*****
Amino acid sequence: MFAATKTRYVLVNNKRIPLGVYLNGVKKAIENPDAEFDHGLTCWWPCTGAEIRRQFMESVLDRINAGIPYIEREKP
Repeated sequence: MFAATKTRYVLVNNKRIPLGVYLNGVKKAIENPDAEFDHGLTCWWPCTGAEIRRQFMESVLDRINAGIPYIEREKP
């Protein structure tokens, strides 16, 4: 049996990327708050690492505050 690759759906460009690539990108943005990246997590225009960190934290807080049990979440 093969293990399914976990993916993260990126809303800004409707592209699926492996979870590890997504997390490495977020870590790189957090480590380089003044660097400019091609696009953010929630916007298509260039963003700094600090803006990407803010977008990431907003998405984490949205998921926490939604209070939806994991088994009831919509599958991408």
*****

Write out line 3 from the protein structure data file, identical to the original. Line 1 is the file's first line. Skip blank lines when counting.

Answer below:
């Protein structure tokens, strides 16, 4: 049996990327708050690492505050 690759759906460009690539990108943005990246997590225009960190934290807080049990979440 093969293990399914976990993916993260990126809303800004409707592209699926492996979870590890997504997390490495977020870590790189957090480590380089003044660097400019091609696009953010929630916007298509260039963003700094600090803006990407803010977008990431907003998405984490949205998921926490939604209070939806994991088994009831919509599958991408």